“Let us begin anew. I am Christopher.” He bows his head.

“I’m Michelle.”

“Please, join me.” He pulls out the only other chair.

“Oh.” The space around us feels tight. “I don’t think—”

“Please,” he says.

So I sit. He shakes back his hair and sits beside me. I notice the fine gold embroidery around the wrists of his tunic, the bear-shaped golden clasp that holds the cape around his shoulders. “You really look authentic.”

“Do I?” He seems confused. His eyes are a strange pale green. Like the color of a glow stick just before it fades. Then again, maybe this is just from the reflection of the candlelight.

“Yeah, this is great.” I wave my hand toward his outfit. The candle flickers. “Much more authentic even than the prince or the king.”

His jaw tightens. “Be careful of what you speak, Milady.”

“Careful? Why?”

He rests his chin on his fist. “You are obviously a newcomer, and a delightful one at that.”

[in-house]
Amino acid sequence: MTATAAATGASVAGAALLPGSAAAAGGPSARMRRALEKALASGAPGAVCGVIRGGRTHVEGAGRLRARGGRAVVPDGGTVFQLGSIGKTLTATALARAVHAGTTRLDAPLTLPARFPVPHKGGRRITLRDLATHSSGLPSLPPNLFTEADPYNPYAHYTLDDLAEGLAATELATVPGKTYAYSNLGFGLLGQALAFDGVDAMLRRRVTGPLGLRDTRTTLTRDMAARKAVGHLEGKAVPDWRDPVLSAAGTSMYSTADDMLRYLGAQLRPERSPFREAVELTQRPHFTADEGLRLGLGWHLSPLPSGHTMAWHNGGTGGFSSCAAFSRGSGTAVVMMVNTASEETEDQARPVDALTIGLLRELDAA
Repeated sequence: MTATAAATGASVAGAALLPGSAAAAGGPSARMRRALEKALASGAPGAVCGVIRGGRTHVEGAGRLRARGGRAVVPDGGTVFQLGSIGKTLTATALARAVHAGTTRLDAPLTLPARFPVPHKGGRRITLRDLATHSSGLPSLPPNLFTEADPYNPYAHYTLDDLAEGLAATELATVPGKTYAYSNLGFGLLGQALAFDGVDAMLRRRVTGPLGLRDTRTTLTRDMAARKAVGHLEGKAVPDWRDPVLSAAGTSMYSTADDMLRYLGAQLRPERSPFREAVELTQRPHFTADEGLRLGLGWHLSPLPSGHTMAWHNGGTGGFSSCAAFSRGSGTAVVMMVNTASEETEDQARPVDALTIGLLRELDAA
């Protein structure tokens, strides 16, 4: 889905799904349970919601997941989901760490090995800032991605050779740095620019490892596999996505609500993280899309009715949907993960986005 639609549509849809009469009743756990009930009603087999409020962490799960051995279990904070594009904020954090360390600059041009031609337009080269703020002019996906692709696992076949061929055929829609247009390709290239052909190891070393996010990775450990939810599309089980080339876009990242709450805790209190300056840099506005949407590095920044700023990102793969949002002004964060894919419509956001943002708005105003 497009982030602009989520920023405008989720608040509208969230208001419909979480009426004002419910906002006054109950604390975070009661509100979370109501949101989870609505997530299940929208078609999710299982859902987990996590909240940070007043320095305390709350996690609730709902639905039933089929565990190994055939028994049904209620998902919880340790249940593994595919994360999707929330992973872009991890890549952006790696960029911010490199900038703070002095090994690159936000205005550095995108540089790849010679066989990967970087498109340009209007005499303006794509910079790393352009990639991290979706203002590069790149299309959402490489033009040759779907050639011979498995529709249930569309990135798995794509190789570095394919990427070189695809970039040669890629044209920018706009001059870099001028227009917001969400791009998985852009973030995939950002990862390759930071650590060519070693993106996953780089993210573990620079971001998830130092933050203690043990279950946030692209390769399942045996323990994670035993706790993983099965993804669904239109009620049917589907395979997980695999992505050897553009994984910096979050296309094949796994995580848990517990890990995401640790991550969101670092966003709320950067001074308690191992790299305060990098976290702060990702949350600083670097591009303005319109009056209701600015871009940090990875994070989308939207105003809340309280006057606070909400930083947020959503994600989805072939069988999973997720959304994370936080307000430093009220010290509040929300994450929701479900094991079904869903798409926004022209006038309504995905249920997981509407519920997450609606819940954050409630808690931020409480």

“Really?” I rest my chin on my fist too.

“And your words have a most unusual quality.” He leans closer.

“It’s just a plain old Jersey accent.”

“Jersey? I think it is lovely.”

“You do? Huh.”

“I do,” he says, very, very softly.

He leans in even closer.

It’s crazy but I find myself leaning toward him, as if I’m drawn. My heart pounds. The smell of cinnamon saturates the air. I wonder if his lips will be soft like his voice, warm like fresh cookies. Sweet. He closes his eyes. My heart races. Our lips nearly touch when an icy blast blows through the room, ruffles the papers, snuffs out the candle and leaves us both in the dark. The smallness of the room seems to close in around me. I give a nervous laugh. “At least I’m not alone, right?” When he doesn’t answer, I reach out my hand.

He’s gone.

*Marie is a Literary Agent at The Jennifer De Chiara Literary Agency in New York City. To keep up with all her posts, subscribe to her site.